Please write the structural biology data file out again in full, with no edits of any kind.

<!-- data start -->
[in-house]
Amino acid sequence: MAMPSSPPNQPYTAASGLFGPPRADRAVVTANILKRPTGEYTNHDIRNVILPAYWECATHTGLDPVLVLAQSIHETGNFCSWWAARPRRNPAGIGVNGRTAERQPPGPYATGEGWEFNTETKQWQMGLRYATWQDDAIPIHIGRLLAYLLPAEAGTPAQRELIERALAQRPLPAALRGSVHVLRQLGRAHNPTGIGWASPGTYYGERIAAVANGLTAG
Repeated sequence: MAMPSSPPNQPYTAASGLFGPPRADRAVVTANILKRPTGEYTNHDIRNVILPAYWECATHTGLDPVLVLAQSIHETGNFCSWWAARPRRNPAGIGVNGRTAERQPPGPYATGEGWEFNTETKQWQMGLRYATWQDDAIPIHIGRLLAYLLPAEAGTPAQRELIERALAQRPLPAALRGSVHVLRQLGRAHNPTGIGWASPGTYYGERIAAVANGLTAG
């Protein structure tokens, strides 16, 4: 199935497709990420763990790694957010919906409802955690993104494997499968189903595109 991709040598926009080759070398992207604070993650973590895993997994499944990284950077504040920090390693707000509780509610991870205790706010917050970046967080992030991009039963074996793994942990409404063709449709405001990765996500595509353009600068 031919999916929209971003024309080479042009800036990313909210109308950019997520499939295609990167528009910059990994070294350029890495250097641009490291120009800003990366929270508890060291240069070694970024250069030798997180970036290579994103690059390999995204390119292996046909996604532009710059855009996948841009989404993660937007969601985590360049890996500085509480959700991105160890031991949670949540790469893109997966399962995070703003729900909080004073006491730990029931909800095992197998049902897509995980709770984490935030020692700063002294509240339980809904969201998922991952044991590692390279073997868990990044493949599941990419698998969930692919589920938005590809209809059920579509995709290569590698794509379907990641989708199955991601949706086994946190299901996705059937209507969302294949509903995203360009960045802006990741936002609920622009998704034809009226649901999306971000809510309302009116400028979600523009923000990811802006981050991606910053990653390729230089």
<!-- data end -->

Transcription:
[in-house]
Amino acid sequence: MAMPSSPPNQPYTAASGLFGPPRADRAVVTANILKRPTGEYTNHDIRNVILPAYWECATHTGLDPVLVLAQSIHETGNFCSWWAARPRRNPAGIGVNGRTAERQPPGPYATGEGWEFNTETKQWQMGLRYATWQDDAIPIHIGRLLAYLLPAEAGTPAQRELIERALAQRPLPAALRGSVHVLRQLGRAHNPTGIGWASPGTYYGERIAAVANGLTAG
Repeated sequence: MAMPSSPPNQPYTAASGLFGPPRADRAVVTANILKRPTGEYTNHDIRNVILPAYWECATHTGLDPVLVLAQSIHETGNFCSWWAARPRRNPAGIGVNGRTAERQPPGPYATGEGWEFNTETKQWQMGLRYATWQDDAIPIHIGRLLAYLLPAEAGTPAQRELIERALAQRPLPAALRGSVHVLRQLGRAHNPTGIGWASPGTYYGERIAAVANGLTAG
């Protein structure tokens, strides 16, 4: 199935497709990420763990790694957010919906409802955690993104494997499968189903595109 991709040598926009080759070398992207604070993650973590895993997994499944990284950077504040920090390693707000509780509610991870205790706010917050970046967080992030991009039963074996793994942990409404063709449709405001990765996500595509353009600068 031919999916929209971003024309080479042009800036990313909210109308950019997520499939295609990167528009910059990994070294350029890495250097641009490291120009800003990366929270508890060291240069070694970024250069030798997180970036290579994103690059390999995204390119292996046909996604532009710059855009996948841009989404993660937007969601985590360049890996500085509480959700991105160890031991949670949540790469893109997966399962995070703003729900909080004073006491730990029931909800095992197998049902897509995980709770984490935030020692700063002294509240339980809904969201998922991952044991590692390279073997868990990044493949599941990419698998969930692919589920938005590809209809059920579509995709290569590698794509379907990641989708199955991601949706086994946190299901996705059937209507969302294949509903995203360009960045802006990741936002609920622009998704034809009226649901999306971000809510309302009116400028979600523009923000990811802006981050991606910053990653390729230089």